“Facilities were rudimentary back in the day. Gardeners used to sit in small sheds or ’mess rooms’ for lunch with a log burner in the corner. We had to keep repairing chimneys to make sure the smoke went outside instead of inside! Mobile phones didn’t exist, and we would get post, not emails. Today we have base sites with vans, tools, mess rooms, showers and toilet facilities.

“At Etaples we have 13 staff; the youngest is 24 and the oldest is 64. Our day starts with a quick meeting and our hours change to fit in with the different seasons and daylight hours. Our two biggest challenges are keeping on top of everything and the weather. We had the ‘Beast from East’ storm in 2018 but this spring was completely different. We look after 33,000 graves with 12,000 at Etaples and 7.5km of borders to maintain.

“I still take enormous pride in what I do and enjoy talking to veterans. It’s like seeing old mates. They tell their life stories but unfortunately they are becoming fewer but we get more schools now which is great.”

The Family

The Jaradah family and Gaza War Cemetery

One of the more challenging locations where CWGC cares for war graves is our cemetery in Gaza, and yet anyone fortunate enough to visit would be impressed by its beauty and the obvious care that goes into its maintenance.

The credit goes to one remarkable family – the Jaradahs – who for four generations have tended this place, protected it and even used it to educate new generations about the importance of remembrance and the lessons of conflict.

While there are a number of staff who have a long CWGC lineage – some colleagues have more than 50 years of experience and may even be the third generation of their family to work for us – the site in Gaza is unique in that its history is so closely linked to one family.

Ibrahim, the youngest member of the family says; “I’m a son of the cemetery. I’ve grown up with these men.”

The cemetery dates from the First World War and operations against the Ottoman forces in the area. Today, it contains more than 3,600 burials.

Each generation of the family have passed on their passion and knowledge. Given the difficulty in sending regular supplies into Gaza, the team have learnt to innovate and have their own nursery – using a century of knowledge to grow jasmine, bougainvillea and chrysanthemums that thrive in the climate.

On occasion, the cemetery has become embroiled in the ongoing politics and conflict of the region but the Jaradahs have stood firm and even protected their beloved cemetery from harm.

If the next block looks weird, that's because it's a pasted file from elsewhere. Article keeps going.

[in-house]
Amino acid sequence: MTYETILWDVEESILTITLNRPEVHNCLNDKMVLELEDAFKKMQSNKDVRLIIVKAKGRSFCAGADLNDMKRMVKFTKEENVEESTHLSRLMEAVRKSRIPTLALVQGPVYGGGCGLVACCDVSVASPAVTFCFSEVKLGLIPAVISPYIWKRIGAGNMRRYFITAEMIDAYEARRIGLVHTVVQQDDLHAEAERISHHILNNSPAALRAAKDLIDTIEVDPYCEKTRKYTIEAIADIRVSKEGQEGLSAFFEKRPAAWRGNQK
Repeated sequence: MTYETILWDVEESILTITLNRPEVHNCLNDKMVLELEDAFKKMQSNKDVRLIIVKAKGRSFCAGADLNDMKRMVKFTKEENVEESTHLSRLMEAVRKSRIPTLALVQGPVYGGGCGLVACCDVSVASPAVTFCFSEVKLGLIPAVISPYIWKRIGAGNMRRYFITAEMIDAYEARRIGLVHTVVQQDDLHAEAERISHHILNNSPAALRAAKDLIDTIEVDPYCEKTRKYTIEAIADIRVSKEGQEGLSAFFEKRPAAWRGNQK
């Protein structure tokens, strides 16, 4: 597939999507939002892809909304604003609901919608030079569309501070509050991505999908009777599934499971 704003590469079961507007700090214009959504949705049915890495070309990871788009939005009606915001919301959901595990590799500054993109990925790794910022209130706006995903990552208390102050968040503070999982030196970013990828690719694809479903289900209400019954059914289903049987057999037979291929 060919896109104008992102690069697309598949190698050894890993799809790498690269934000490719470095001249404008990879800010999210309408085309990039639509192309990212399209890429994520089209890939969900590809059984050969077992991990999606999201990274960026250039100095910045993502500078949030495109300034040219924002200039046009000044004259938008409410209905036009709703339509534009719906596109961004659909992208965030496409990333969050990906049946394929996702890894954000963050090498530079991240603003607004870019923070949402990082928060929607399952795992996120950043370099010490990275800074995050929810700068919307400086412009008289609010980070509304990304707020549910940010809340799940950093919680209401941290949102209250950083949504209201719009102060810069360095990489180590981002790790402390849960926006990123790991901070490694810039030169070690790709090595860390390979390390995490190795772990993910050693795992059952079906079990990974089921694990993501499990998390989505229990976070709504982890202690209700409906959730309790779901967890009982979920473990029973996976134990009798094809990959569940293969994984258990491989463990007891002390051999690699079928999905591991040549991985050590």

Today, Ibrahim is pleased to see the hundreds of school children who visit the site each month. They come for various reasons but always leave with one of his history lessons ringing in their ears!

A Century of Gardening

Harry reflects on what it would like to be a gardener then and now.

The CWGC Template

During the First World War, attempts were made to make the temporary burial grounds less bleak. Consultants from Kew advised those first IWGC gardeners on plants and soil – a friendly and professional association that continues to this day.

It was clear from those earliest days that planting in the cemeteries was important. It gave the site a cared for appearance and reinforced that these were places for the living as well as the dead. It showed respect to those commemorated and was of comfort to relatives. And as the CWGC’s thinking on the form of commemoration developed, it also became clear that planting would soften the look of masonry and landscape – helping cemeteries to blend with their surroundings.

Through the influence of principal architect Edwin Lutyens, horticulturist Gertrude Jekyll and artistic advisor Frederic Kenyon, the look and feel of a CWGC cemetery, so familiar to us today, took shape.

Our early staff, many of whom had worked professionally as gardeners before the war and all of whom had served in some capacity, were creating gardens out of a devastated landscape. Our cemeteries became horticultural oases in a war-torn landscape.

Today, those gardens are as important to our commemoration of the dead as when they were established. The mature gardens provide shelter and form but also create an atmosphere that promotes remembrance.

Caring for them is a dedicated workforce of more than 850 gardeners, who between them have thousands of years of collective gardening expertise. Our gardeners are craftsman and technicians – combining artistic skills and creative flair with practical horticultural know-how. They adhere to a set of standards but use the knowledge, expertise and experience they have gained to achieve the desired effect. Effectively, they ensure we use the right plant for the right space and we adapt our horticultural approach to suit local climate, soil and availability of water.

There is a rhythm to planting in our sites – low plants in front headstones to prevent soil splash, roses in between – and a rhythm to the cemetery’s appearance during the seasons – lines of colour in the height of summer, with perhaps a more stark experience during the depths of winter.

The sheer scale of our gardening commitment is impressive – we measure borders in kilometres and mow the equivalent of almost 1,000 football pitches every week.

But no matter the size of cemetery, each flower, each tree, each blade of grass is cared for with a passion that typifies our staff and our approach to commemorating the war dead. Today, Tomorrow and Forever.

Photos and images are taken from the CWGC’s archive. We’d also like to thank Dr Jacqui Donegan, from the Office of Australian War Graves, for her help with Charles Atkin's story, the Cruickshank family for their help and photos, and the Bexley Local Studies and Archive Centre for help with Tasman Millington's story.